Moments after the final buzzer sounded Thursday, with teammates still doubled over in fatigue and a sold-out Crypto.com Arena wondering what happened, LeBron James and Luka Dončić met at center court and embraced. A 58-minute, double-overtime thriller was over, but before the two stars retreated to opposite ends of a back hallway, respect needed to be paid.
And his heir.
Dallas beat the Lakers, and this one had a little of everything. Want the good? How about Christian Wood, the Mavs’ would-be second star, racking up 24 points, 14 rebounds and six assists in 47 minutes. Wood added five blocks, including one in the second overtime where he hopped off the floor to swat away a Russell Westbrook layup attempt.
Or Westbrook? Despite a few brain cramps—why Westbrook chose the midway mark of overtime to barrel over Dončić and pick up a wholly unnecessary flagrant foul in a tie game we’ll never know—Westbrook was solid. He had 28 points. He collected seven rebounds. He handed out five assists. He frustrated Dončić in the second half, muscling him deep onto the perimeter.
The game also had Tim Hardaway Jr. scoring 22 for the Mavs, and Kendrick Nunn and Wenyen Gabriel combining for 26 for the Lakers.
There was plenty of bad, too. The Lakers shot 39% from the floor. The Mavericks committed 19 turnovers. Dallas shot 33.3% from three, lights out compared to L.A.’s 24.4% connect rate. The Lakers shot 63% from the free throw line … 10 percentage points better than the Mavericks.
The refereeing was suspect. Neither side was happy. After watching Dončić take one too many bumps—and apparently being informed that Stan Van Gundy, calling the game for TNT, believed Dončić deserved more whistles—Mark Cuban, from behind the Dallas bench, tweeted: “Stan Van Gundy is absolutely right. Worst officiated game.” In the closing seconds of regulation, Troy Brown Jr. appeared to get fouled by Hardaway on a three-point shot. No call. When Brown was asked about the play in the locker room, James, from across the room, said “that’s a f—ing foul.”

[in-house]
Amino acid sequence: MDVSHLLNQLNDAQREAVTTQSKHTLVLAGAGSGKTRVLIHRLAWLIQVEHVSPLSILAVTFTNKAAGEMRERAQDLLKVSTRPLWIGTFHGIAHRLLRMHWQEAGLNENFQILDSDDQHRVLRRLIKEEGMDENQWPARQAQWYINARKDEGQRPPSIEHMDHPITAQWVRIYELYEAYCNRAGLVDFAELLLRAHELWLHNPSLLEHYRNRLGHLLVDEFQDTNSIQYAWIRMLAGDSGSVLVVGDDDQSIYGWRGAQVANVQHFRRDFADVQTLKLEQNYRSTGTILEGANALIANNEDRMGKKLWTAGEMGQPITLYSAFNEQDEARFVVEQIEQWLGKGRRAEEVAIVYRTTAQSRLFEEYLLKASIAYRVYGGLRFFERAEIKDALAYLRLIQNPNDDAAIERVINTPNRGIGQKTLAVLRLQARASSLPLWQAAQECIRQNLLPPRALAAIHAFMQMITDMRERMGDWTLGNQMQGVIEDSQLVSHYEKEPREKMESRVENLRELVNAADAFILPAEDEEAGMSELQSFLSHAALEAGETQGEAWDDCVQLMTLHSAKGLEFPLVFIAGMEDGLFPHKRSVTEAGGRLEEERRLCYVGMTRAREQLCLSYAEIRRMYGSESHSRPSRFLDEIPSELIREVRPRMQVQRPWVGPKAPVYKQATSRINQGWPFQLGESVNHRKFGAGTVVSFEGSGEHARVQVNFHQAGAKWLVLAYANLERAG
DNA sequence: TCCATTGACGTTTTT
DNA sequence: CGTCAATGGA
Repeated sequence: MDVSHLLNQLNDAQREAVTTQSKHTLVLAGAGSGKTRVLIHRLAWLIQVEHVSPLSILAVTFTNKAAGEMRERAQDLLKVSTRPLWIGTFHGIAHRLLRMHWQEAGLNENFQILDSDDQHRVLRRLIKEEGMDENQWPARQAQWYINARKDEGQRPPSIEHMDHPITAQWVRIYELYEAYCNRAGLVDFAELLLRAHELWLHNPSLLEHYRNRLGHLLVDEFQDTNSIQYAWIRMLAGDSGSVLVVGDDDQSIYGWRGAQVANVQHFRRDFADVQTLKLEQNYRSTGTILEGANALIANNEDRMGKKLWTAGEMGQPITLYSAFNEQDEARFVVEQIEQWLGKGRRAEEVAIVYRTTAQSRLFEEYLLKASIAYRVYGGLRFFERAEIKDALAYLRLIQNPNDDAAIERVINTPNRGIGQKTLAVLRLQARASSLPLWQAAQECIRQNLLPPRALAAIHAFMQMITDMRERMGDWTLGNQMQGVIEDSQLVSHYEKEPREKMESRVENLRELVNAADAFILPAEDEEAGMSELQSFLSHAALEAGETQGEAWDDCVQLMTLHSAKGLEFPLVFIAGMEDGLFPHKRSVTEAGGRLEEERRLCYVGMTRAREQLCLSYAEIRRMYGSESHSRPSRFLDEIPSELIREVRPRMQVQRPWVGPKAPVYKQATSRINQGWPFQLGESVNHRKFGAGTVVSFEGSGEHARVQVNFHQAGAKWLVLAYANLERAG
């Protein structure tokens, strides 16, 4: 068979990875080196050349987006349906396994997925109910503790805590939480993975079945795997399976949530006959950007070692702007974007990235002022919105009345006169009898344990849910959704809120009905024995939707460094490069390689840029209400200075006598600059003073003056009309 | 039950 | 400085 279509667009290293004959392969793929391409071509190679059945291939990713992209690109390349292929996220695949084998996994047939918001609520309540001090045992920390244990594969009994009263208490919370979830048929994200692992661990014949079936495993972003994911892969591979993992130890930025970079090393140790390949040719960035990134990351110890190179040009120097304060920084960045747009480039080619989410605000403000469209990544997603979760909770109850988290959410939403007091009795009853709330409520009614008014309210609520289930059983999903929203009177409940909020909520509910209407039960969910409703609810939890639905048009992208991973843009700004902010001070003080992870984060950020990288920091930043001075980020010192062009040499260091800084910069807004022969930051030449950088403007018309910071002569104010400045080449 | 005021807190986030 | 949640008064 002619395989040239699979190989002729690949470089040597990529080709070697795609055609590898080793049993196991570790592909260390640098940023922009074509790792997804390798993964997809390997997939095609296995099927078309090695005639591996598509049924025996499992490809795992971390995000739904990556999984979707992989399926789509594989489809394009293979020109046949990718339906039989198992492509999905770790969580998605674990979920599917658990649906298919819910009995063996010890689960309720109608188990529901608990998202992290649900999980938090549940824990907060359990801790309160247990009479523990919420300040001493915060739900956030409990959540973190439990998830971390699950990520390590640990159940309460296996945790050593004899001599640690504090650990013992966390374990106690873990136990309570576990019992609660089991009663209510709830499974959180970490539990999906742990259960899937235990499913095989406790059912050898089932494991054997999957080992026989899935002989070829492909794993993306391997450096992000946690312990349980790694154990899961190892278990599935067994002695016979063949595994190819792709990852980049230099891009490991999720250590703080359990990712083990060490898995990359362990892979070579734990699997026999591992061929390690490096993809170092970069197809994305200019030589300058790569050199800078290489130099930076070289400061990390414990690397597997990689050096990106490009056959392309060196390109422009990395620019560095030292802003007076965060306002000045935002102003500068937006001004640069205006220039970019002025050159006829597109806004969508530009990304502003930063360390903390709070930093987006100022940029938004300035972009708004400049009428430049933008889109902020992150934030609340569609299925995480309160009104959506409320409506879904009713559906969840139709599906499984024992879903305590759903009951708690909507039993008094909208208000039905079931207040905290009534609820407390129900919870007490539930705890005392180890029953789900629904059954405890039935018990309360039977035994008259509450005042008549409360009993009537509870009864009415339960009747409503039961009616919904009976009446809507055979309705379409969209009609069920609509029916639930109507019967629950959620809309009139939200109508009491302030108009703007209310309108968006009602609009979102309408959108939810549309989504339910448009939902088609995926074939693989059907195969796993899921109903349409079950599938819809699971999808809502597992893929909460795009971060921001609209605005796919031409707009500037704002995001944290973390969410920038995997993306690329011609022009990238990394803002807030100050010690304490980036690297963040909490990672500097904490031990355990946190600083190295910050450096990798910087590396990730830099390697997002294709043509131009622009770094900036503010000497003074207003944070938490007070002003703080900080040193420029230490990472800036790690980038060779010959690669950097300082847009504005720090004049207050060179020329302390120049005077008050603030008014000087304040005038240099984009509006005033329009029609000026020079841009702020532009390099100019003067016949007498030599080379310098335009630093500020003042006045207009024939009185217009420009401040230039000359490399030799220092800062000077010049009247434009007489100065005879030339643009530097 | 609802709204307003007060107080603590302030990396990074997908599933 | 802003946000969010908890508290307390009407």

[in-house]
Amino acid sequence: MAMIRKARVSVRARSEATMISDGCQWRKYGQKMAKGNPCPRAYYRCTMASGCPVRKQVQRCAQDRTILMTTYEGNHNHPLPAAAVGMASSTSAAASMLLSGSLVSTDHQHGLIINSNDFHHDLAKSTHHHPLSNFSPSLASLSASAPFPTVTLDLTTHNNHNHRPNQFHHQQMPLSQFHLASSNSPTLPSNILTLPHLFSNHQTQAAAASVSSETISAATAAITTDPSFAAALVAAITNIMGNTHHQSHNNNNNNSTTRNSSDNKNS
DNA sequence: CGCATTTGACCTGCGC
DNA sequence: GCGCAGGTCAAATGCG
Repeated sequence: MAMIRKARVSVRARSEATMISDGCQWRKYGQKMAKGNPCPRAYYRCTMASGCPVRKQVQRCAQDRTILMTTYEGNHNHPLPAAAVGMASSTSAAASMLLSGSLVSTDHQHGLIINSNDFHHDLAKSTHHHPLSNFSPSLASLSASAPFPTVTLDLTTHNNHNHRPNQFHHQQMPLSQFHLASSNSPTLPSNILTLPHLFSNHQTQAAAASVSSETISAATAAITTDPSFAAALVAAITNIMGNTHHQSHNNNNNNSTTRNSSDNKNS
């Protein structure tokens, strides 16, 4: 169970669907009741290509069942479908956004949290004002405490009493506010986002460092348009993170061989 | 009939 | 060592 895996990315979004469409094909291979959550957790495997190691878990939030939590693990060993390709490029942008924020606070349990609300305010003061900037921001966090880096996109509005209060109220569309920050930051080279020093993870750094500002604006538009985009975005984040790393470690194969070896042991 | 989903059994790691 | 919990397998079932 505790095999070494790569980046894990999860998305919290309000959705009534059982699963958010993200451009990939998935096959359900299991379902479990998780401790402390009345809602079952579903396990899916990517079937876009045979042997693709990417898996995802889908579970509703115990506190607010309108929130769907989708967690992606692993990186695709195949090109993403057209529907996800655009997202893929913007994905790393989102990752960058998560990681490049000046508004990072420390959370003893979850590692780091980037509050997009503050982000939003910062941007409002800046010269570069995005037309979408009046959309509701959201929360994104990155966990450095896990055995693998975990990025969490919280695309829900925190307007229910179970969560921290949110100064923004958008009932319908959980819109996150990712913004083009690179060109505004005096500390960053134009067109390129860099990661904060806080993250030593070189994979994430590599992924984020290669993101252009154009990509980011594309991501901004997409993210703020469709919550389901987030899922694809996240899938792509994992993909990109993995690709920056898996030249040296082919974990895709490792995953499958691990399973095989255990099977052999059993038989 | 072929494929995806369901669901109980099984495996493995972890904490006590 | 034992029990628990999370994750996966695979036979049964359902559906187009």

Still—LeBron vs. Luka makes any game good. Facing traps and blitzes, double and triple teams, Dončić stuffed the stat sheet with 35 points, 14 rebounds and 13 assists. He looked gassed at the end of the third quarter but still summoned the strength to knock down a game-tying three-pointer at the end of the fourth. “I’m kicking myself for that,” said Lakers coach Darvin Ham. He did it again in the first overtime, banging in a 27-foot step-back.
Said Ham, “He did what Luka does.”
James doesn’t hide his admiration for Dončić. On a recent episode of The Shop, James explained why. “He can control a game,” James said. “He doesn’t even have to shoot. Literally, he’ll walk the ball up 10 straight times and get to his spot every single time, just because of his pace.” Over a career-high 53 grueling minutes Thursday, Dončić did just that.
“L was incredible,” said Mavericks coach Jason Kidd. “He was Luka.”
For Dončić, the admiration is mutual. Earlier in the week, Dončić was asked about the possibility of surpassing James, who will likely pass Kareem Abdul-Jabbar as the all-time scoring leader this season. “If you’re saying me, there’s no way,” said Dončić. “Because I’m not playing that much.” James needed 28 shots to get his 24 points Thursday, missing all seven of his three-point attempts in a 47-minute stint. But, as always, he contributed in other ways. He yanked down a game-high 16 rebounds. He dished out nine assists. He got Nunn going early, Gabriel going late and set Brown up for a shot to win.
James and Dončić will move on. James will anxiously await the return of Anthony Davis, hoping a healthy Davis—and maybe a little help at the trade deadline—will create some stability on a Lakers team that has had “a billion different lineups.” Dončić will hope the eventual return of Dorian Finney-Smith and Maxi Kleber will give Dallas enough firepower to make a late-season push.
They will meet again in February: James, perhaps the greatest player in NBA history, and Dončić, one of a handful of players on a short list of stars who could eclipse him.